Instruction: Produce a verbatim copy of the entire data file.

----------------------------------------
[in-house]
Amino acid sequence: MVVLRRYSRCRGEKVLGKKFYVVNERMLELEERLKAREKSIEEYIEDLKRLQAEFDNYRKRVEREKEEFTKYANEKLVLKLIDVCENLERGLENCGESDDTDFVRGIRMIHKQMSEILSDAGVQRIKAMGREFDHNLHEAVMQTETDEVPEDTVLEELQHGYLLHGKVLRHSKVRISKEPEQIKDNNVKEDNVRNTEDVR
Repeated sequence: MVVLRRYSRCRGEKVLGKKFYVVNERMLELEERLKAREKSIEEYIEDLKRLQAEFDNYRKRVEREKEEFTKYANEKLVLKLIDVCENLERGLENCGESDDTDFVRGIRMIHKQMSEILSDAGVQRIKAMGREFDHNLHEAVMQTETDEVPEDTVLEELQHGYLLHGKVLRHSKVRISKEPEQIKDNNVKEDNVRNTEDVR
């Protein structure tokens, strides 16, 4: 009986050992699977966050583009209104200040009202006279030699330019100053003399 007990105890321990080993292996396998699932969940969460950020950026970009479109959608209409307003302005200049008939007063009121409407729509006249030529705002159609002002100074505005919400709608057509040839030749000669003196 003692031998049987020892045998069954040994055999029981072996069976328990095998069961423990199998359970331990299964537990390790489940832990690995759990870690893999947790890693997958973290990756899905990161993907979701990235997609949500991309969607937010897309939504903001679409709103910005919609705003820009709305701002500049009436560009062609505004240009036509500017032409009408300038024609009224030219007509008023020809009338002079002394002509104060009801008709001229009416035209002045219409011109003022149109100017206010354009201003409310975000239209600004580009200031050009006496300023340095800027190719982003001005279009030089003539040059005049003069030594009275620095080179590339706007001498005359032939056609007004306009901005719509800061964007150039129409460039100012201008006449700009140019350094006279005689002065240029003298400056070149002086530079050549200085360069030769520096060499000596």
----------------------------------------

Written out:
[in-house]
Amino acid sequence: MVVLRRYSRCRGEKVLGKKFYVVNERMLELEERLKAREKSIEEYIEDLKRLQAEFDNYRKRVEREKEEFTKYANEKLVLKLIDVCENLERGLENCGESDDTDFVRGIRMIHKQMSEILSDAGVQRIKAMGREFDHNLHEAVMQTETDEVPEDTVLEELQHGYLLHGKVLRHSKVRISKEPEQIKDNNVKEDNVRNTEDVR
Repeated sequence: MVVLRRYSRCRGEKVLGKKFYVVNERMLELEERLKAREKSIEEYIEDLKRLQAEFDNYRKRVEREKEEFTKYANEKLVLKLIDVCENLERGLENCGESDDTDFVRGIRMIHKQMSEILSDAGVQRIKAMGREFDHNLHEAVMQTETDEVPEDTVLEELQHGYLLHGKVLRHSKVRISKEPEQIKDNNVKEDNVRNTEDVR
């Protein structure tokens, strides 16, 4: 009986050992699977966050583009209104200040009202006279030699330019100053003399 007990105890321990080993292996396998699932969940969460950020950026970009479109959608209409307003302005200049008939007063009121409407729509006249030529705002159609002002100074505005919400709608057509040839030749000669003196 003692031998049987020892045998069954040994055999029981072996069976328990095998069961423990199998359970331990299964537990390790489940832990690995759990870690893999947790890693997958973290990756899905990161993907979701990235997609949500991309969607937010897309939504903001679409709103910005919609705003820009709305701002500049009436560009062609505004240009036509500017032409009408300038024609009224030219007509008023020809009338002079002394002509104060009801008709001229009416035209002045219409011109003022149109100017206010354009201003409310975000239209600004580009200031050009006496300023340095800027190719982003001005279009030089003539040059005049003069030594009275620095080179590339706007001498005359032939056609007004306009901005719509800061964007150039129409460039100012201008006449700009140019350094006279005689002065240029003298400056070149002086530079050549200085360069030769520096060499000596």